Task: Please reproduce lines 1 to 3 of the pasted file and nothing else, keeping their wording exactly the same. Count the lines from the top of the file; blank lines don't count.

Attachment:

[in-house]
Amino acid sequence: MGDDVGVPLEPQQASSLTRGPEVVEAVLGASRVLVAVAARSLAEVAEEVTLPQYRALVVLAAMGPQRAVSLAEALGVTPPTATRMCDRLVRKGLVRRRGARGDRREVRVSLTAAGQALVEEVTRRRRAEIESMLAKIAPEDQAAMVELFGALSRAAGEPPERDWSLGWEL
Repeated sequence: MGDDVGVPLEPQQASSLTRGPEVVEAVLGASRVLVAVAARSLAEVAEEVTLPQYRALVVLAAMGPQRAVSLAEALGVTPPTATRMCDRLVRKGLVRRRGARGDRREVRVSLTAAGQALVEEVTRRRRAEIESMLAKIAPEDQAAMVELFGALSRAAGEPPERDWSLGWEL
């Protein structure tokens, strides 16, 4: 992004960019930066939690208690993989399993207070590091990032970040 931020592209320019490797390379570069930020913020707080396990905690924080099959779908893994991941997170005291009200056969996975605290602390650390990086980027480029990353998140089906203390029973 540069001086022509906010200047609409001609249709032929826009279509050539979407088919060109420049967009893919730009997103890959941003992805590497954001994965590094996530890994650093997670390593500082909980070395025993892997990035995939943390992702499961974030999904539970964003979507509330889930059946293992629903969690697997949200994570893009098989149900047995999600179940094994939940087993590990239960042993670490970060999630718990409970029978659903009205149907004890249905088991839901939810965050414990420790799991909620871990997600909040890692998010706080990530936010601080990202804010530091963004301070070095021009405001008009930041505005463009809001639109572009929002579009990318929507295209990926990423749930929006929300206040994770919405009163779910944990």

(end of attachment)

[in-house]
Amino acid sequence: MGDDVGVPLEPQQASSLTRGPEVVEAVLGASRVLVAVAARSLAEVAEEVTLPQYRALVVLAAMGPQRAVSLAEALGVTPPTATRMCDRLVRKGLVRRRGARGDRREVRVSLTAAGQALVEEVTRRRRAEIESMLAKIAPEDQAAMVELFGALSRAAGEPPERDWSLGWEL
Repeated sequence: MGDDVGVPLEPQQASSLTRGPEVVEAVLGASRVLVAVAARSLAEVAEEVTLPQYRALVVLAAMGPQRAVSLAEALGVTPPTATRMCDRLVRKGLVRRRGARGDRREVRVSLTAAGQALVEEVTRRRRAEIESMLAKIAPEDQAAMVELFGALSRAAGEPPERDWSLGWEL